Thursday, April 16, 2015

Love's Sacrifice - John Ford

The RSC habit continues, we've now been often enough to feel confident that we can negotiate the massive road works (which baffle a middle aged sat nav) with ease, along with the inexplicable lack of sign posting for Stratford at key roundabouts (this might have been the first time we didn't make a detour to the outskirts of Coventry). The play was John Fird's Love's Sacrifice which I'd done no research on before going.

In theory I know that Shakespeare is marvellous but in practice I've found most of his plays that I've seen or studied hard work to engage with or whole heartedly enjoy. In turn that put me off his contemporaries and immediate succsesors for a long time but having made the effort to see some more of what's been on at The Swan a whole new world is opening up.

Because I hadn't read the relevant part of the introduction by the time I got home the history of Love's  Sacrifice came as a bit of a surprise. Despite being apparently well received when it was first performed it seems it may not have been performed again since - so not for almost 400 years. This production is the result of academic collaboration the to extend the repertoire through revival and rediscovery. Now I have read the programme, and a few stray articles online, I know that around 600 plays survive (I'm unclear as to wether this is specifically from Shakespear's time or within The Swan's remit of reviving plays from 1570 to 1750).

Love's Sacrifice made it on stage after a series of workshops suggested it might be a winner. I think it is. It seems Ford is responding to Othello, and possibly a similar set of events where an Italian prince did away with his wife and her lover.

The Duke of Pavy has married the beautiful, but not so well born, Bianca and so far they seem happy though there is the suggestion of some tension between her and the Dukes recently widowed sister Fiormonda, and then the Duke's best friend Fernando returns.

Fernando catches the eye of Fiormonda, but he's already smitten with Bianca who he procedes to court. At first she resists him but eventually gives way to his charms and admits she loves him, and that he can have her body to do what he will with - but if she breaks her wedding vows she will kill herself. Fernando accepts this and so the couple settle for languishing looks and the odd kiss but Fiormonda and the Dukes secretary have begun to suspect the relationship and so motivated by lust and jealousy Fiormonda sets about poisoning her brothers mind against his wife.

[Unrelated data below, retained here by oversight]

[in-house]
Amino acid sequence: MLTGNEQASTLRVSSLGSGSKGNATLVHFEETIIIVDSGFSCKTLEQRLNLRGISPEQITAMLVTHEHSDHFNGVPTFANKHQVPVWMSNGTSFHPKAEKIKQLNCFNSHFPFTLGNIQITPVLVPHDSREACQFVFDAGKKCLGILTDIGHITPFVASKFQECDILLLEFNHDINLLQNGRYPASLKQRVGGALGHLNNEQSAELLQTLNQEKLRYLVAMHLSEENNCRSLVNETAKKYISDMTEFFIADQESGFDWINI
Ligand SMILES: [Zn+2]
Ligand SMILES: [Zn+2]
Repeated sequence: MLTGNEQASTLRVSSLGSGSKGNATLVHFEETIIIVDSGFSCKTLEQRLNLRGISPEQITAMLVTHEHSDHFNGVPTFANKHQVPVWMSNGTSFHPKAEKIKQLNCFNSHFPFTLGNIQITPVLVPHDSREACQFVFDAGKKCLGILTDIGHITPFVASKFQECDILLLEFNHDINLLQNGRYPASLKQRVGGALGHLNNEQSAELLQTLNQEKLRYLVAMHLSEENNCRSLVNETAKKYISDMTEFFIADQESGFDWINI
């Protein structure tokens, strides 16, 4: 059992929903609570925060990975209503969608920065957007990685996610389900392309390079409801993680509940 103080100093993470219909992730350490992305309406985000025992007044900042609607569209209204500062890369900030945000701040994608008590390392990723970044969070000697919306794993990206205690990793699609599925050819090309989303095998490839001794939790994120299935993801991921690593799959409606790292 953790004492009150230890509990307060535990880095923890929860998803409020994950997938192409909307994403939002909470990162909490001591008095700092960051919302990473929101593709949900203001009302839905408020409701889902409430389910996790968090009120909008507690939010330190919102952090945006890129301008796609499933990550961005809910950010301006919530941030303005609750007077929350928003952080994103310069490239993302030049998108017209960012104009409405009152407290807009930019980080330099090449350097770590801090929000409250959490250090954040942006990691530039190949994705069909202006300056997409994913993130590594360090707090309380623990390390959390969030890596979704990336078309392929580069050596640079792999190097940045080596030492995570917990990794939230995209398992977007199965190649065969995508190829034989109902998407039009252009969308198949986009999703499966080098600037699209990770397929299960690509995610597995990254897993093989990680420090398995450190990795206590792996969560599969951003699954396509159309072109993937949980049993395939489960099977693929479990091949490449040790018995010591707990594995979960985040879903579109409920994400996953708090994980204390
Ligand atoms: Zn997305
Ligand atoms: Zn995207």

Eventually Bianca decides to consummate her love with Fernando at which point the Duke, most inconveniently, catches them (not quite in the act). What follows is the highlight of the play as Bianca, reasonably sure that she will die, taunts her husband who seems torn between a desire to forgive and for revenge. His sister pushes him to revenge and so Bianca is dispatched. Brutally. After that the body count increases with some high camp drama. Meanwhile there has been a sub plot where the courtier Ferentes has got 3 separate ladies pregnant and now refuses to marry any of them.

Disgraced, insulted, and rejected the women gather together to plot revenge choosing to kill Ferentes during a court entertainment. Reactions to this are mixed but in the end the consensus seems to be that he had it coming.

It's not impossible to understand why this play fell from favour and out of the canon. It's impossible to imagine a Victorian audience for example taking kindly to 3 unwed mothers not only getting away with murder but also getting relatively happy endings, and then there is the question of Ford's complacency about Bianca's prospective infidelity.

Her position seems to be that having married with good intentions and in good faith, but then finding a man she far prefers should she be held to those vows? Fernando betrays his friend by propositioning his wife 4 or 5 times before she gives in and admits to returning his feelings which is hardly admirable behaviour - but then none of the men here are particularly admirable characters. Everything is driven by the women, and that makes it a fascinating play.

The production itself is gorgeous, with rich colours, sumptuous fabrics, and a libral use of projections and music adding atmosphere. Whatever faults there are in the play (the last 20 minutes all go a bit crazy for modern sensibilities) Bianca and Ferentes murder scenes are transfixing- real genuine heart in the mouth edge of the seat, and tears in the eye stuff. Catrin Stewart is really compelling as Bianca and so is Matthew Needham as the Duke - so much so that it's possible to feel some sympathy for him as he murders his basically innocent wife in a particularly unpleasant manner.

Sometimes it seems a play is never performed simply because it never has been. This one definitely deserves an audience - we came out the theatre thoroughly over excited and inspired - and what more can you ask for than that?

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